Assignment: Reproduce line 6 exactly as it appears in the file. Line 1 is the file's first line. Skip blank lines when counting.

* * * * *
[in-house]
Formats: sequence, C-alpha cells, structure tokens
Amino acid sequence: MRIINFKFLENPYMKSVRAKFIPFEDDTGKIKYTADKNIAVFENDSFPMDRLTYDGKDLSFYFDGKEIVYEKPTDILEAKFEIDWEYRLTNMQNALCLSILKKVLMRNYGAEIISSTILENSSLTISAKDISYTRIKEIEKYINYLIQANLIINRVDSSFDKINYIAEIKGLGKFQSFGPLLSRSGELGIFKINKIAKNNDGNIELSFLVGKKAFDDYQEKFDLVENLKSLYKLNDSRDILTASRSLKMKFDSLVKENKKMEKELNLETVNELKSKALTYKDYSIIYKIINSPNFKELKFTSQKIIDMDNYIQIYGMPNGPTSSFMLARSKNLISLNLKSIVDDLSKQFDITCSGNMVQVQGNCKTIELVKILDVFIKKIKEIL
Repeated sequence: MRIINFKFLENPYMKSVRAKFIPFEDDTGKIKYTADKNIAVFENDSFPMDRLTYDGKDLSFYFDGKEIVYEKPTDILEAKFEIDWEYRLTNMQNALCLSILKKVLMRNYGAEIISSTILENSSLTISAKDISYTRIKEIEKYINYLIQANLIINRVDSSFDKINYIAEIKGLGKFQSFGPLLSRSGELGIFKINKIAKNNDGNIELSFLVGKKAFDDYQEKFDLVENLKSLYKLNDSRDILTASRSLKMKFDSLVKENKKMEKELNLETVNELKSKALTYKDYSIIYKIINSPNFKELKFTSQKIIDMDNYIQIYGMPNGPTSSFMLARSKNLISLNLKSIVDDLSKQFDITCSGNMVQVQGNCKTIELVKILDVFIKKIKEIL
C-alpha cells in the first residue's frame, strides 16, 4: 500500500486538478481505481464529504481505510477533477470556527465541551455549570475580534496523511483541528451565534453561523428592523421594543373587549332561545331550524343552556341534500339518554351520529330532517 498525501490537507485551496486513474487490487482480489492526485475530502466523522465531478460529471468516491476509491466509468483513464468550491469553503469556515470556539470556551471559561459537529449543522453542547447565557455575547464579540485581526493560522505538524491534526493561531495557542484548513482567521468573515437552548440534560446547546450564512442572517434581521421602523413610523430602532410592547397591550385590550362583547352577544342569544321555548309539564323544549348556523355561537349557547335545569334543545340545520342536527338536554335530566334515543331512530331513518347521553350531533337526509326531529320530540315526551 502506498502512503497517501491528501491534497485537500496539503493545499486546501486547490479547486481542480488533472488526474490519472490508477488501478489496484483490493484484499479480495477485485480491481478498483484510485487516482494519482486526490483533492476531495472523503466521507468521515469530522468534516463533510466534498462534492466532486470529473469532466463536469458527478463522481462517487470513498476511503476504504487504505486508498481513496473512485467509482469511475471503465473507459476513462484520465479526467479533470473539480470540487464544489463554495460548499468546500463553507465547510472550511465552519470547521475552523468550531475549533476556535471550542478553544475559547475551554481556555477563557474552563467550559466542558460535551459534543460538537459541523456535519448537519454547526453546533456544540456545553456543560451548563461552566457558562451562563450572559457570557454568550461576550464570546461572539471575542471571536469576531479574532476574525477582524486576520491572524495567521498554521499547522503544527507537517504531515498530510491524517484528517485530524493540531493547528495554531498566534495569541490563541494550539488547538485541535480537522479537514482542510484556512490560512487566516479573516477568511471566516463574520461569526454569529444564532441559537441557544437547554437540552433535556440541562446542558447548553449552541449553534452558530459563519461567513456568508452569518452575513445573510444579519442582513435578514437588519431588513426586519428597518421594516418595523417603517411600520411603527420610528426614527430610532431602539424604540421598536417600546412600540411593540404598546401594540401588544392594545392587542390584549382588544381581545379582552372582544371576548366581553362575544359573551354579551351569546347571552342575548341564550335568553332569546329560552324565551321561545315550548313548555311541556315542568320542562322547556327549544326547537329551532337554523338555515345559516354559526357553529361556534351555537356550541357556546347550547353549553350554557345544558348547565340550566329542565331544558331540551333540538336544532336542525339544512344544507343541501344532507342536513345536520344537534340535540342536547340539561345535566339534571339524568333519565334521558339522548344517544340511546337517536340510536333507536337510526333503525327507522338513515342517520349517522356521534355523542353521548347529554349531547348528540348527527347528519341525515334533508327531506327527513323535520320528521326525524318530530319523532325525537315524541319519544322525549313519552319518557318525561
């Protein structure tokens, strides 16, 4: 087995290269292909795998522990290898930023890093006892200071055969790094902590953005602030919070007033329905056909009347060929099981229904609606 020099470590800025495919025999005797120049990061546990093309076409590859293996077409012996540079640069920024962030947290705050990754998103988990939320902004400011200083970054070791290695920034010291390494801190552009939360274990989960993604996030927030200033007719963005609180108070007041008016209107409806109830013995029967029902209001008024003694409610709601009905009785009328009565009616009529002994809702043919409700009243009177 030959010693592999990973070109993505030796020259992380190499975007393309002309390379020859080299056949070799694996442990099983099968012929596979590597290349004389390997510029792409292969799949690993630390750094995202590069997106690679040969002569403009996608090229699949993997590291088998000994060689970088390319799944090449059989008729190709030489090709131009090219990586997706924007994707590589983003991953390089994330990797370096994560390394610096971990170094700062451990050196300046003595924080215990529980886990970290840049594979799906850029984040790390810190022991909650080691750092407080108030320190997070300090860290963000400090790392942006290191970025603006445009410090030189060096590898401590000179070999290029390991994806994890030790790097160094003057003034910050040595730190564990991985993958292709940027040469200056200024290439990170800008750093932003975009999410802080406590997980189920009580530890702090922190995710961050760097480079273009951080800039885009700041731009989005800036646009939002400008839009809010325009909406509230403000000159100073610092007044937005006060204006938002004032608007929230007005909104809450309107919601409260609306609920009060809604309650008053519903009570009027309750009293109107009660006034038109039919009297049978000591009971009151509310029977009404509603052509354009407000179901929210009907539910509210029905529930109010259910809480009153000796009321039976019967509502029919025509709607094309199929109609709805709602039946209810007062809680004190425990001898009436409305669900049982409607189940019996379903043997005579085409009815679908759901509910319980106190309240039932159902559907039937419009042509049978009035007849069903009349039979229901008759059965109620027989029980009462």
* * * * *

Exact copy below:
């Protein structure tokens, strides 16, 4: 087995290269292909795998522990290898930023890093006892200071055969790094902590953005602030919070007033329905056909009347060929099981229904609606 020099470590800025495919025999005797120049990061546990093309076409590859293996077409012996540079640069920024962030947290705050990754998103988990939320902004400011200083970054070791290695920034010291390494801190552009939360274990989960993604996030927030200033007719963005609180108070007041008016209107409806109830013995029967029902209001008024003694409610709601009905009785009328009565009616009529002994809702043919409700009243009177 030959010693592999990973070109993505030796020259992380190499975007393309002309390379020859080299056949070799694996442990099983099968012929596979590597290349004389390997510029792409292969799949690993630390750094995202590069997106690679040969002569403009996608090229699949993997590291088998000994060689970088390319799944090449059989008729190709030489090709131009090219990586997706924007994707590589983003991953390089994330990797370096994560390394610096971990170094700062451990050196300046003595924080215990529980886990970290840049594979799906850029984040790390810190022991909650080691750092407080108030320190997070300090860290963000400090790392942006290191970025603006445009410090030189060096590898401590000179070999290029390991994806994890030790790097160094003057003034910050040595730190564990991985993958292709940027040469200056200024290439990170800008750093932003975009999410802080406590997980189920009580530890702090922190995710961050760097480079273009951080800039885009700041731009989005800036646009939002400008839009809010325009909406509230403000000159100073610092007044937005006060204006938002004032608007929230007005909104809450309107919601409260609306609920009060809604309650008053519903009570009027309750009293109107009660006034038109039919009297049978000591009971009151509310029977009404509603052509354009407000179901929210009907539910509210029905529930109010259910809480009153000796009321039976019967509502029919025509709607094309199929109609709805709602039946209810007062809680004190425990001898009436409305669900049982409607189940019996379903043997005579085409009815679908759901509910319980106190309240039932159902559907039937419009042509049978009035007849069903009349039979229901008759059965109620027989029980009462």